While there is always room to debate the most effective approach to criminal justice, that debate should be based on facts, not fear. It’s time to move past the campaign-style rhetoric of being “tough” or “soft” on crime. Justice and the safety of our communities depend on it.

Prior recent related posts:

June 24, 2017 at 12:39 PM | Permalink

Comments

"As the Sentencing Commission found, part of the problem with harsh mandatory-minimum laws passed a generation ago is that they use the weight of the drugs involved in the offense as a proxy for seriousness of the crime..."

This would be a lot more persuasive if it weren't for the fact that the Sentencing Commission is the world's biggest set of hypocrites. After all, the logic the Commission rejects when it comes to drug offenses is the same logic it uses to support strong sentences for child pornography downloaders. Substitute "age of the victim" for "weight of the drugs". Both are equally foolish ways of looking at the situation.

I predict that in two decades some future Sally Yates will write, ""As the Sentencing Commission found, part of the problem with harsh child pornography laws passed a generation ago is that they use the age of the victim depicted in the offense as a proxy for seriousness of the crime...".

I doubt that prediction will make today's Sally Yates lose one minute of sleep at night. It is always easier to condemn the mistakes of the past, when the people who made those mistakes are dead or retired, then it is to do the difficult work of correcting the evils of the present.

Posted by: Daniel | Jun 24, 2017 5:15:18 PM

Daniel,

I don't see many complaints about how age of the victim is used, the complains I see are about the number of images proxy. And that one seems like it would have made sense in the days before the internet where people had to move physical media around.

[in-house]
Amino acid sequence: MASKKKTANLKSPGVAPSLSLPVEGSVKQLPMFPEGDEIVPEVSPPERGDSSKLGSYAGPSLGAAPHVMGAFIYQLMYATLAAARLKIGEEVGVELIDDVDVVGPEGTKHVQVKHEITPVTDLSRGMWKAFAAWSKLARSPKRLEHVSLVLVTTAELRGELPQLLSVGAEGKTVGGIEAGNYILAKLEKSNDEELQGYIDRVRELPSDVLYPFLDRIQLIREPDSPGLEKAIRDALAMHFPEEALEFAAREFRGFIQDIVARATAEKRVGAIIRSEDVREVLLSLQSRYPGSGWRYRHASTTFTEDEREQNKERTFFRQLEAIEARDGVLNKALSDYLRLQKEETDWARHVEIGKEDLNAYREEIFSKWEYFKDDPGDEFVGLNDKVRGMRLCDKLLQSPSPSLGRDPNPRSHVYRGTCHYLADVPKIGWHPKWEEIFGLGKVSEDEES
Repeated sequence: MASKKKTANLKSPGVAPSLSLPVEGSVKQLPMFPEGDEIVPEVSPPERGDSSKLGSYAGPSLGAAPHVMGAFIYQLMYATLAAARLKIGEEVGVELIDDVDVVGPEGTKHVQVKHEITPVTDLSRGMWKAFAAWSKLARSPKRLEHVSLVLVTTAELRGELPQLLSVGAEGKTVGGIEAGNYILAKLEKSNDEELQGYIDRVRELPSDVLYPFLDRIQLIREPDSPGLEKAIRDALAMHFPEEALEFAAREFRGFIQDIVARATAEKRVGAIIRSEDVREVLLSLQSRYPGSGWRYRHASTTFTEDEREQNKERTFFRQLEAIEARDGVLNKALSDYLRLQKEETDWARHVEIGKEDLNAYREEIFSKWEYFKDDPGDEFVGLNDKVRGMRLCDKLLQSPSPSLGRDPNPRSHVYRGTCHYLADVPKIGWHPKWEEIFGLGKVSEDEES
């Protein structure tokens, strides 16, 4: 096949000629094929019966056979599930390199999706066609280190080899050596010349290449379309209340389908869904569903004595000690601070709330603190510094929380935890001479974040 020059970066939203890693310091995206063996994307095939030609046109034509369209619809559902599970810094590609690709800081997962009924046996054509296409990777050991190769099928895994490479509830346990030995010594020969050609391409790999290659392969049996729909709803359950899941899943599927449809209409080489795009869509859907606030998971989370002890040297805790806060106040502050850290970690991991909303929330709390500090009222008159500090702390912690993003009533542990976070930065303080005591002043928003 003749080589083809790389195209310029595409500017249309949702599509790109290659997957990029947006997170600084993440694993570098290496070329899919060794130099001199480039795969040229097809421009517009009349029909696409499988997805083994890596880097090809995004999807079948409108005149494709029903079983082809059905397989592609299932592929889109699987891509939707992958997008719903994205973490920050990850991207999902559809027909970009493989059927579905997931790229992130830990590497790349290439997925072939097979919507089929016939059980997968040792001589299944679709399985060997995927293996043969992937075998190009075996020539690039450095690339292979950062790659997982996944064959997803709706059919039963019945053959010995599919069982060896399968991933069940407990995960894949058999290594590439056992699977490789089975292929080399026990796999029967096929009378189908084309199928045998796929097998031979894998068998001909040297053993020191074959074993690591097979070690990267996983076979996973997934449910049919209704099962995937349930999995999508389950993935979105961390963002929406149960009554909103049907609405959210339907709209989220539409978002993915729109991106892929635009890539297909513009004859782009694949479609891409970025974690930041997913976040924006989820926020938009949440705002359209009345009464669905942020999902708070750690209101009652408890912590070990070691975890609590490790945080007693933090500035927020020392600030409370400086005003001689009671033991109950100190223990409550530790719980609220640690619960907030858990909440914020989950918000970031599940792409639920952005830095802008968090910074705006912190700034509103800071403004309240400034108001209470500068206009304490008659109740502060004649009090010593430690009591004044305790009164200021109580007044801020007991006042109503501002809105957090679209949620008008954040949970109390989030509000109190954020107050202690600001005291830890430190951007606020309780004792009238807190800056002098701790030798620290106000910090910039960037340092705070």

Posted by: Soronel Haetir | Jun 24, 2017 10:37:57 PM

A terrific article best read in full.

Posted by: peter | Jun 25, 2017 4:55:15 AM

@Soronel

You are confusing the seriousness of the offender with the seriousness of the offense. Prosecutors tend to use the number of images a defendant possess as a proxy for how "hard core" the offender is under a belief that a person with gigabytes of images poses a greater threat to the public or has contributed more to market demand/supply than a person who downloaded a few videos out of curiosity. That's a debatable stance but it is not the focus of my complaint here. The focus of my ire is on the Sentencing Commission's decision last year to add a sentencing enhancement if the age of the victim depicted was, IIRC, under three based upon a moral intuition such children were especially vulnerable. That speaks to the idea that some offenses are worse for no other reasons than the child's age--it is a form of reverse age discrimination. I assert that this age discrimination makes no more sense logically than discrimination based upon drug weight as a proxy for the seriousness of the offense.

Posted by: Daniel | Jun 25, 2017 9:36:38 AM

I have yet to see a prosecutor use real evidence instead of playing the Jury!

Posted by: LC in Texas | Jun 25, 2017 9:55:01 AM

The correct remedy.

https://www.nytimes.com/2016/08/23/world/asia/philippines-rodrigo-duterte.html

Posted by: David Behar | Jun 25, 2017 11:23:30 AM

I commend Sally for speaking up now, but she was happy to work as a Assistant United States Attorney engaging in the very harsh practices she now describes. She ignored the evidence to secure her position of power, and only then spoke out AFTER it became politically acceptable to do so.

Posted by: defendergirl | Jun 25, 2017 2:21:49 PM